(1)    The basis for a short-term escalation is the emergence of some unforeseen situation; however, the use of short-term escalations must be supported solely on a technical analysis. It cannot be used to compensate for marketing requirements, flight scheduling requirements, poor maintenance practices, or poor maintenance program management.

(2)    Short-term scheduled maintenance interval escalations must not be used on a large scale (i.e., escalating numerous aircraft at once) or on a repetitive basis to the extent that it results in a fleet interval extension.

c.    Short-Term Escalation Intervals. Scheduled maintenance tasks are authorized a maximum of 10 percent, not to exceed 500 hours of time in service. Any scheduled maintenance task short-term escalation that is more restrictive than the maximum times authorized must be listed in Table 1 below.

Table 1 Short-Term Escalation Limitations and Provisions

Aircraft M/M/S

Limitations and Provisions That Are More Restrictive Than the Maximum Authorization

 

 

d.    Special Considerations for Operations Under a U.S. Military Contract. This authorization does not permit use of a short-term escalation when the sole justification is a military contract requirement. In those cases, deviations to operations specifications extending scheduled maintenance intervals must be specifically authorized by the FAA under the provisions and procedures of 14 CFR Part 119, § 119.55. However, during operations under a U.S. military contract, if unanticipated or unforeseen situations arise, the certificate holder may use this authorization as prescribed in their manual.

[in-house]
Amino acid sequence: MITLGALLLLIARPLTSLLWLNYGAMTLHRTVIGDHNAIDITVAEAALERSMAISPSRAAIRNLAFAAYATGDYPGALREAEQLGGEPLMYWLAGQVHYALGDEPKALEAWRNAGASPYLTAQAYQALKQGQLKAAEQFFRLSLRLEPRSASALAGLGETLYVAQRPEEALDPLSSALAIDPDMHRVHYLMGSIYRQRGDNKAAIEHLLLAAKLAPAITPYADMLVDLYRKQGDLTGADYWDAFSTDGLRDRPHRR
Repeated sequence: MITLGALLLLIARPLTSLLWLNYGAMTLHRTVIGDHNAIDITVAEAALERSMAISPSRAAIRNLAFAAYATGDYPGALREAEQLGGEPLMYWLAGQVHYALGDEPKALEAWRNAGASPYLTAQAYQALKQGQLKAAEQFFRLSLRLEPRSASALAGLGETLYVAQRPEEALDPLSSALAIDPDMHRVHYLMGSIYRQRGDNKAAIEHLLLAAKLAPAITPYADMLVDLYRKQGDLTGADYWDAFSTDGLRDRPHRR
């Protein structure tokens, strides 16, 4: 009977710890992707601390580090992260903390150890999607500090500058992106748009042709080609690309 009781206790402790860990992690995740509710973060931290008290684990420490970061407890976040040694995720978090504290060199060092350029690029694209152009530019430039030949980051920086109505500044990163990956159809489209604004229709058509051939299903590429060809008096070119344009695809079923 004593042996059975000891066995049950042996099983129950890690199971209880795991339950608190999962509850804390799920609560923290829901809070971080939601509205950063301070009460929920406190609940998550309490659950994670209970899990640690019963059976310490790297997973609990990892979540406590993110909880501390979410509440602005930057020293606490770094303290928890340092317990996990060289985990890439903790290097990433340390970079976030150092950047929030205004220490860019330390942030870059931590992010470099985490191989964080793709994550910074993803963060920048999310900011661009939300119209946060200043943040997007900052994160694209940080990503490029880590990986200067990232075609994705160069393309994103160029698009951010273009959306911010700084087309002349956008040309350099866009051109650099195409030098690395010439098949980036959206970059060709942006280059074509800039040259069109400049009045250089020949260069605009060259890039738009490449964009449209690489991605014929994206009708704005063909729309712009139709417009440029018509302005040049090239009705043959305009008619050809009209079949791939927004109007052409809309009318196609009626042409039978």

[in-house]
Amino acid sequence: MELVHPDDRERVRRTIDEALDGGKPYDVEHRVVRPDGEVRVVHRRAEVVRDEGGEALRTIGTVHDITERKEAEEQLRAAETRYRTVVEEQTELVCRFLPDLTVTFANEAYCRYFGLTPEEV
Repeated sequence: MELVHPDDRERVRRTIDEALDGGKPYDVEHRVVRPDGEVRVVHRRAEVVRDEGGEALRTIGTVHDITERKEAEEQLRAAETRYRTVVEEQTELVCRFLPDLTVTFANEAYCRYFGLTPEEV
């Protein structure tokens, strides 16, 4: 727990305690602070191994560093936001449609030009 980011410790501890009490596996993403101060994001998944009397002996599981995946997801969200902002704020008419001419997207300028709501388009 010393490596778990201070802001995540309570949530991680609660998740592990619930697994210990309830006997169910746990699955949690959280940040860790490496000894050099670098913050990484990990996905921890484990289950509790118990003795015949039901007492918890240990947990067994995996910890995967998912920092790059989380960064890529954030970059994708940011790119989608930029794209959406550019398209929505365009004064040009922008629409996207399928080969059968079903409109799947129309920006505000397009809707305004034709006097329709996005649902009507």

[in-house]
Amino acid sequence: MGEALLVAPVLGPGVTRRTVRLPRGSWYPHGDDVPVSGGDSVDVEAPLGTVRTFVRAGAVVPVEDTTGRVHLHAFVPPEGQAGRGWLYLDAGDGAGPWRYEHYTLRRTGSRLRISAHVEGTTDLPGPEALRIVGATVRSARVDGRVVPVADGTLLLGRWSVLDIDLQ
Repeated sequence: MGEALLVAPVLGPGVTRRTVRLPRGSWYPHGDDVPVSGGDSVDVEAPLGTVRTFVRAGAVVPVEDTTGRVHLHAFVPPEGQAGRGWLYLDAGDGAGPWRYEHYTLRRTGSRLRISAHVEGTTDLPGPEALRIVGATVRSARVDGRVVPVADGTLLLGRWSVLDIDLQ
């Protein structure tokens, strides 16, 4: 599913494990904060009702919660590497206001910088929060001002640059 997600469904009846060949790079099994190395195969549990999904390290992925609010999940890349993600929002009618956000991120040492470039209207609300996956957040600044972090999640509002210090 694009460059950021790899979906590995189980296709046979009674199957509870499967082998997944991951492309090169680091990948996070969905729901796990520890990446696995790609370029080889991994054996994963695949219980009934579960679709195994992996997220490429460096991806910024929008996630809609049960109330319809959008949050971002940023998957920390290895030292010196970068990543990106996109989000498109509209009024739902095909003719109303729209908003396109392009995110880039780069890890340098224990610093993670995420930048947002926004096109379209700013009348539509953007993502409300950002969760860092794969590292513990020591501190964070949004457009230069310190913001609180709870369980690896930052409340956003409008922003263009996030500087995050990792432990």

e.    Prohibitions. The following listed scheduled maintenance intervals must not be escalated under this authorization:

(1)    Intervals specified by FAA Airworthiness Directives (AD);

(2)    Life limits specified by Type Certificate Data Sheets (TCDS);

(3)    Certification Maintenance Requirements (CMR) (unless specifically allowed and designated by the CMR document);

(4)    Structural sampling periods imposed by Maintenance Review Boards (MRB);

(5)    Airworthiness Limitations (AL/AWL/ALI);

(6)    Critical Design Configuration Control Limitations (CDCCL);

(7)    Interval limitations specified by Minimum Equipment Lists (MEL) or Configuration Deviation Lists (CDL); and

(8)    Failure Effect Categories (FEC) 5 and 8 tasks identified or “tagged” in the MRB Report (MRBR) (or equivalent) as satisfying a Candidate CMR (CCMR). These tasks must not be escalated beyond the interval that would otherwise be required by the CMR. (Coordination with the Original Equipment Manufacturer (OEM) may be required.)